Why is this so? Our answer is simple and practical. Even in self-protection, we do not wish to erect the slightest barrier between ourselves and the fellow alcoholic who still suffers. We know that society has been demanding that he conform to its laws and conventions. But the essence of his alcoholic malady is the fact that he has been unable or unwilling to conform either to the laws of man or God. If he is anything, the sick alcoholic is a rebellious nonconformist. How well we understand that; every member of AA was once a rebel himself. Hence we cannot offer to meet him at any halfway mark. We must enter the dark cave where he is and show him that we understand. We realize that he is altogether too weak and confused to jump hurdles. If we raise obstacles, he might stay away and perish. He might be denied his priceless opportunity.

So when he asks, "Are there any conditions?" we joyfully reply, "No, not a one." When skeptically he comes back saying, "But certainly there must be things that I have to do and believe," we quickly answer, "In Alcoholics Anonymous there are no musts." Cynically, perhaps, he then inquires, "What is this all going to cost me?" We are able to laugh and say, "Nothing at all, there are no fees and dues." Thus, in a brief hour, is our friend disarmed of his suspicion and rebellion. His eyes begin to open on a new world of friendship and understanding. Bankrupt idealist that he has been, his ideal is no longer a dream. After years of lonely search it now stands revealed. The reality of Alcoholics Anonymous bursts upon him. For Alcoholics Anonymous is saying, "We have something priceless to give, if only you will receive." That is all. But to our new friend, it is everything. Without more ado, he becomes one of us.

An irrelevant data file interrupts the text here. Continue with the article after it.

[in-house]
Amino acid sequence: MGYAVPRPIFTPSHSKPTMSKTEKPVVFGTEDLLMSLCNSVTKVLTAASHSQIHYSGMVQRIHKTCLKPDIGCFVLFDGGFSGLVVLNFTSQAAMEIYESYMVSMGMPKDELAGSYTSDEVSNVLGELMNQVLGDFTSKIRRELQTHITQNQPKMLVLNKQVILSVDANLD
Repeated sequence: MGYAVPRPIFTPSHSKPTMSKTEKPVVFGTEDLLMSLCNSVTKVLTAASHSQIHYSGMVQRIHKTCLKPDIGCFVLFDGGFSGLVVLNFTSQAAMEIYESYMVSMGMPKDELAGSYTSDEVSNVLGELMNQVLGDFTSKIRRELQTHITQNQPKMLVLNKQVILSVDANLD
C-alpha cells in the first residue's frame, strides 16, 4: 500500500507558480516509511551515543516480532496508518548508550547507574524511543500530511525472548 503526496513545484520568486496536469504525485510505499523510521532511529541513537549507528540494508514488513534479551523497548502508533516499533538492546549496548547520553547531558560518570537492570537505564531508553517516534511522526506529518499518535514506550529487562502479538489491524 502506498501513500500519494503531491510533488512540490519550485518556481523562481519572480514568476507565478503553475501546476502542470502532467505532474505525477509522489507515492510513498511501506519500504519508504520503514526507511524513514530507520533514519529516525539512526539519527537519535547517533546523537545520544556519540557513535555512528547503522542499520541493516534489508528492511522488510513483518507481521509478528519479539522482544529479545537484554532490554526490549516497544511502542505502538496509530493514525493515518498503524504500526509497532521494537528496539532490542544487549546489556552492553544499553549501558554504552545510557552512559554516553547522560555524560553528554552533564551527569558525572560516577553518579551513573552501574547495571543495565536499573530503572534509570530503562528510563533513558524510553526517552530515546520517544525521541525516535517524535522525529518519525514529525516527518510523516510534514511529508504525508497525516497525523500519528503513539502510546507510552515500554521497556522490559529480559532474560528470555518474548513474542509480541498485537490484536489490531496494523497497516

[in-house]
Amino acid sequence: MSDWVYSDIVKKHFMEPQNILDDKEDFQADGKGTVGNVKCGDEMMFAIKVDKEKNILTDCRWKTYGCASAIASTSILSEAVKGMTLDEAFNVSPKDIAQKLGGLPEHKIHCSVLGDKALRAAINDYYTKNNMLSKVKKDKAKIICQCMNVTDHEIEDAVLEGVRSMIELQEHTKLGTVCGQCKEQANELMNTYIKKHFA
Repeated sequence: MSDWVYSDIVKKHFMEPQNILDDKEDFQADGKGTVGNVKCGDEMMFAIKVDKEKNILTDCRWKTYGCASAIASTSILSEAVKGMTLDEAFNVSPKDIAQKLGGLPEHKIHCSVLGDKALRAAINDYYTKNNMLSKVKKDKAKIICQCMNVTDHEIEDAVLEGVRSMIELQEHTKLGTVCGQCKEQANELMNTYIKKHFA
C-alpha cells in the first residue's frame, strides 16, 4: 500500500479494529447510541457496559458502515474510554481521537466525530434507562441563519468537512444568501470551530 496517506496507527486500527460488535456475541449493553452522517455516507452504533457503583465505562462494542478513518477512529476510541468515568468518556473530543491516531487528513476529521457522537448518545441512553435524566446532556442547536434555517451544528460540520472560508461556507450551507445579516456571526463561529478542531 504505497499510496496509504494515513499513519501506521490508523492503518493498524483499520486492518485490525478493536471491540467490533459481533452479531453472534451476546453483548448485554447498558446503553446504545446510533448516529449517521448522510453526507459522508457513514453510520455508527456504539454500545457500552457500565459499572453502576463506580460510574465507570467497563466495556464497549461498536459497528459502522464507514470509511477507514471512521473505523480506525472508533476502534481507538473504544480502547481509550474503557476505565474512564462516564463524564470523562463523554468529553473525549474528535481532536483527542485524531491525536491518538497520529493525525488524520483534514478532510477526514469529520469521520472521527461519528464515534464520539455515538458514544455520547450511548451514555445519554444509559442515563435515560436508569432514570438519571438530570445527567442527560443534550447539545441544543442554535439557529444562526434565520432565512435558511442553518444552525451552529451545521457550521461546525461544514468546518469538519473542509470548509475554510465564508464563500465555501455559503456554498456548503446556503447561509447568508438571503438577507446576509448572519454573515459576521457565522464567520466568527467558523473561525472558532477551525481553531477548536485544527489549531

Our membership Tradition does contain, however, one vitally important qualification. That qualification relates to the use of our name, Alcoholics Anonymous. We believe that any two or three alcoholics gathered together for sobriety may call themselves an AA group provided that, as a group, they have no other affiliation. Here our purpose is clear and unequivocal. For obvious reasons we wish the name Alcoholics Anonymous to be used only in connection with straight AA activities. One can think of no AA member who would like, for example, to see the formation of "dry" AA groups, "wet" AA groups, Republican AA groups, communist AA groups. Few, if any, would wish our groups to be designated by religious denominations. We cannot lend the AA name, even indirectly, to other activities, however worthy. If we do so we shall become hopelessly compromised and divided. We think that AA should offer its experience to the whole world for whatever use can be made of it. But not its name. Nothing could be more certain.

Let us of AA therefore resolve that we shall always be inclusive and never exclusive, offering all we have to all, save our title. May all barriers be thus leveled, may our unity thus be preserved. And may God grant us a long life--and a useful one!

Wilson, William.  The Language of the Heart.  New York: AA Grapevine, Inc. 1988.  Print.  Reprinted.

March 1971

To:  Bill

From:  Anonymous

Who taught me that the AA way of life is
Humble, not necessarily meek;  
Accepting, not necessarily passive; 
Loving, not necessarily possessive; 
Honest, not necessarily ruthless; 
Moral, not necessarily righteous;
Enviable, not necessarily smug;
Spiritual, not necessarily religious;and
Attractive, not necessarily irresistible.


Do You Have Extra Change Weighing You Down?


We are a full month into this COIN DRIVE and collected $824 in coins during the month of February to help support the continuing operations at NOCCO.

Collect the loose change (or bills) that pile up around the house.  Bring in a handful, a baggie, a coffee can and drop your change into the Lemonade Jar at NOCCO.  

We offer curbside pickup!

We offer home pickup!

Let US help YOU to help OURS!

Click Here to Support Coin Drive